World silver medallist Christian Coleman thought the world was at his feet when he sped to a 6.37 seconds world record over 60m at the Clemson Invitational in South Carolina.
But according to USA Track and Field official Duffy Mahoney who was talking to Reuters, the IAAF rules state that electronic blocks which record reaction times and drug testers present at the competition are a prerequisite for ratified times.
Reuters reporter Gene Cherry reports that Coleman had drove two hours towards Atlanta, Georgia after the meet to provide a required sample and fill out paperwork with drug testers to help his case in ratification of the record.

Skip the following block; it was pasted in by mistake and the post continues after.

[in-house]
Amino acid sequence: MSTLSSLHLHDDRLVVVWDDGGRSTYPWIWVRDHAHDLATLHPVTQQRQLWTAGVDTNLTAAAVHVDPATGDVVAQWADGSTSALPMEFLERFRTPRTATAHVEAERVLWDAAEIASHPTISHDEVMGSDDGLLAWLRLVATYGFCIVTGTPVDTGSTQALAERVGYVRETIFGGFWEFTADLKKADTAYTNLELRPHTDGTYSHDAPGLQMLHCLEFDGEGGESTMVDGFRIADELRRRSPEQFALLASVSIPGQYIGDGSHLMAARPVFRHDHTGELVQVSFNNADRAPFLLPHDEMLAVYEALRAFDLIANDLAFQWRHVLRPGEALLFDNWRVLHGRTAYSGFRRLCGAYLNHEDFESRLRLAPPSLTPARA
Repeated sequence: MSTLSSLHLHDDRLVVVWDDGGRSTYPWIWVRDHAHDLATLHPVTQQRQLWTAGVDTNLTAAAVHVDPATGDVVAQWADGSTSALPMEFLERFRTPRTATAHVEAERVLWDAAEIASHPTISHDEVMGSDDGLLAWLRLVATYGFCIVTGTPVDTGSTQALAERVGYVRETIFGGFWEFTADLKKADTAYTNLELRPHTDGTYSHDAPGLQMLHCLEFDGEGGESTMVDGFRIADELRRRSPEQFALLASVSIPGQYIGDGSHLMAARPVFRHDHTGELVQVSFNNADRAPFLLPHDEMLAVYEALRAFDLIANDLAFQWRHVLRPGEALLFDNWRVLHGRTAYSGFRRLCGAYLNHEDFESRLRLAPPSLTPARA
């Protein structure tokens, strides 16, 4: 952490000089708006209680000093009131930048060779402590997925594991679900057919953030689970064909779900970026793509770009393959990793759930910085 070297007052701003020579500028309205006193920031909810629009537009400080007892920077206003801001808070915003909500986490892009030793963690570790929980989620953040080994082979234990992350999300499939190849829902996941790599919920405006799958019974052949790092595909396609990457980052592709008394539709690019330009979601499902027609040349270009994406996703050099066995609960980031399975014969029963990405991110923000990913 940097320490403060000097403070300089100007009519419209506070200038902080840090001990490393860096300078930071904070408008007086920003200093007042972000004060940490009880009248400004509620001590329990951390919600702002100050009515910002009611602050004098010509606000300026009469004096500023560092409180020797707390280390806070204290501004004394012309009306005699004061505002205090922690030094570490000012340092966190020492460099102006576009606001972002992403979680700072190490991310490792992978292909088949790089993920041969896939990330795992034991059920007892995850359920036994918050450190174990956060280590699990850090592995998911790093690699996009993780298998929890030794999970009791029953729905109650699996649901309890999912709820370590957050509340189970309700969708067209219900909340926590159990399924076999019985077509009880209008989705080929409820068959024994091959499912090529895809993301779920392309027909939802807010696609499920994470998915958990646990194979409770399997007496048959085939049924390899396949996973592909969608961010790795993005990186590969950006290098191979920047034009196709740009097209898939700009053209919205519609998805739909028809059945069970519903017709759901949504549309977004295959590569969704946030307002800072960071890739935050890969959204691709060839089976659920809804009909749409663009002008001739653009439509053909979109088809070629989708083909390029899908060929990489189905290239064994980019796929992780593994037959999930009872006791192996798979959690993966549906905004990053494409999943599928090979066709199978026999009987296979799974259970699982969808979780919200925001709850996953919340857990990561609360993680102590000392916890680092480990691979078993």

Coleman – who finished one place ahead of Usain Bolt in the 100m at the IAAF World Championships London 2017, broke the recognised world record of 6.39 seconds set 20 years prior by Maurice Greene..
After the race Coleman and his agent had been trying to follow all the official protocals to ensure this record can be ratified, “The race took six seconds but we have been at it for six hours to get the testing done,” Coleman’s agent Emanuel Hudson told Reuters.
Coleman said: “...I told him I was coming for his record. He said he believed I had the capabilities.” when talking to Maurice Greene about breaking his record.
Whatever the outcome Coleman will next compete in the Boston Indoor Grand Prix on Feb10th, then head into the U.S. and world indoor trials, these are further chances to attepmt to break the world record again, knowing the correct regulations will be in place.